Ibogaine is a plant-based psychedelic substance used ritually by indigenous peoples in South America and West Africa. In the 1950s, researchers began studying the compound for use to treat drug addiction. Back then, William S. Burroughs and other Beats reported success using it to kick heroin, and there are currently multiple ibogaine clinics around the world. Now, chemists report that they've engineered a non-hallucinogenic relative of ibogaine that's shown to counter addiction and alleviate depression in rodents. From Science:
Two psychoactive compounds that combat depression and addiction in some people—LSD and ketamine—seem to help the neurons in this part of the brain communicate better by promoting the growth of dendritic spines, small protrusions from neurons that help neurons talk to each other.
In an attempt to find a nonhallucinogen that would do the same thing, researchers led by David Olson, a chemical neuroscientist at the University of California, Davis, started with ibogaine. The team synthesized 20 different chemical analogs of the hallucinogen, retaining a central ring-shaped portion that proved to be involved with some of the desired effects, but losing other fragments that proved toxic and hallucinogenic. The most promising result was a compound called tabernanthalog (TBG).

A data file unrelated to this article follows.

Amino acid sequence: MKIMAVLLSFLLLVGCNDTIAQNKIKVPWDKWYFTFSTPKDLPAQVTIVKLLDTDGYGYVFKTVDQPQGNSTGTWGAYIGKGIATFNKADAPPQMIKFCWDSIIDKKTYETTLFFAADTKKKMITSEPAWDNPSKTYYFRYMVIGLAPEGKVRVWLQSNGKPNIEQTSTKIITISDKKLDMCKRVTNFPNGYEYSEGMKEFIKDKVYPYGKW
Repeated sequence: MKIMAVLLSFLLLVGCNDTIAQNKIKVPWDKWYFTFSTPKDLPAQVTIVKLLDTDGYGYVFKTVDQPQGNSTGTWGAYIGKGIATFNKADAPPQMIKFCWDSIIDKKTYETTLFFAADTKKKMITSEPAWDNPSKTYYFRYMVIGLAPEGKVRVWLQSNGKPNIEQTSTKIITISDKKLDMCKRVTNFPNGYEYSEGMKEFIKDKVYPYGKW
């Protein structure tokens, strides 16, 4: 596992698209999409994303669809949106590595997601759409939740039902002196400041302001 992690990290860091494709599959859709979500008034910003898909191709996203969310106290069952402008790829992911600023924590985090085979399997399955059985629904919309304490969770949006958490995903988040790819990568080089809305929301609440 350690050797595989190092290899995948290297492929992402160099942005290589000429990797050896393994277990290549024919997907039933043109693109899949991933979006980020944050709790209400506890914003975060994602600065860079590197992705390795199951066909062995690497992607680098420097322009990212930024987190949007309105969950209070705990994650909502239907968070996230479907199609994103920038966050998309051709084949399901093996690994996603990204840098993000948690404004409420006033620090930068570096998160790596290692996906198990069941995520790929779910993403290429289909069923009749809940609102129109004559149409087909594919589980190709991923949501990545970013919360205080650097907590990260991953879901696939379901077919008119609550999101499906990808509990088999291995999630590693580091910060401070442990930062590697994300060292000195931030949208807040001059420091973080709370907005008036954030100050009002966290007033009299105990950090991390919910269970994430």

TBG promoted dendritic spine growth in both cells and rodents. The compound appeared safe in cell cultures and zebrafish and sharply reduced both alcohol- and heroin-seeking behavior in mice and rats. A single injection of the compound protected against relapse of heroin use for up to 14 days. TBG also doesn't appear to stimulate the brain's reward centers, as do drugs such as cocaine, indicating it may not cause dependency, the team reports today in Nature.